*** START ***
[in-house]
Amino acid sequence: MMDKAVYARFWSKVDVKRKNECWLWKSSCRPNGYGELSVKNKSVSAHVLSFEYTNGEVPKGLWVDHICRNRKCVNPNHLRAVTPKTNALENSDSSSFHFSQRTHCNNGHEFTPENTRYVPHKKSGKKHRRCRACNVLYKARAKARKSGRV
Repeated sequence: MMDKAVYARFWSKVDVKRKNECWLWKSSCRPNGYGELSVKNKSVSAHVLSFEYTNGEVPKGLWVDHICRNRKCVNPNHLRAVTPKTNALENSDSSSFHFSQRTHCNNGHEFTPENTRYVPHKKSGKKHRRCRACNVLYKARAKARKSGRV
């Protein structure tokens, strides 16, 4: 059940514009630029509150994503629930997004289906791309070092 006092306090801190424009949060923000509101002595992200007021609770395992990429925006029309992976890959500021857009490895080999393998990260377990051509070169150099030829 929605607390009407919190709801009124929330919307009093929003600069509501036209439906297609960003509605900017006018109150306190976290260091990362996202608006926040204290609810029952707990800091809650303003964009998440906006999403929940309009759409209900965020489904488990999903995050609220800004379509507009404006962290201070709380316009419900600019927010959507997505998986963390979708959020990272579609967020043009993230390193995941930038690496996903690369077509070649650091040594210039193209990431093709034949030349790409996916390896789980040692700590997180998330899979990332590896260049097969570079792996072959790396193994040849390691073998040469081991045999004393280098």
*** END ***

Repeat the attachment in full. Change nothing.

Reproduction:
[in-house]
Amino acid sequence: MMDKAVYARFWSKVDVKRKNECWLWKSSCRPNGYGELSVKNKSVSAHVLSFEYTNGEVPKGLWVDHICRNRKCVNPNHLRAVTPKTNALENSDSSSFHFSQRTHCNNGHEFTPENTRYVPHKKSGKKHRRCRACNVLYKARAKARKSGRV
Repeated sequence: MMDKAVYARFWSKVDVKRKNECWLWKSSCRPNGYGELSVKNKSVSAHVLSFEYTNGEVPKGLWVDHICRNRKCVNPNHLRAVTPKTNALENSDSSSFHFSQRTHCNNGHEFTPENTRYVPHKKSGKKHRRCRACNVLYKARAKARKSGRV
């Protein structure tokens, strides 16, 4: 059940514009630029509150994503629930997004289906791309070092 006092306090801190424009949060923000509101002595992200007021609770395992990429925006029309992976890959500021857009490895080999393998990260377990051509070169150099030829 929605607390009407919190709801009124929330919307009093929003600069509501036209439906297609960003509605900017006018109150306190976290260091990362996202608006926040204290609810029952707990800091809650303003964009998440906006999403929940309009759409209900965020489904488990999903995050609220800004379509507009404006962290201070709380316009419900600019927010959507997505998986963390979708959020990272579609967020043009993230390193995941930038690496996903690369077509070649650091040594210039193209990431093709034949030349790409996916390896789980040692700590997180998330899979990332590896260049097969570079792996072959790396193994040849390691073998040469081991045999004393280098």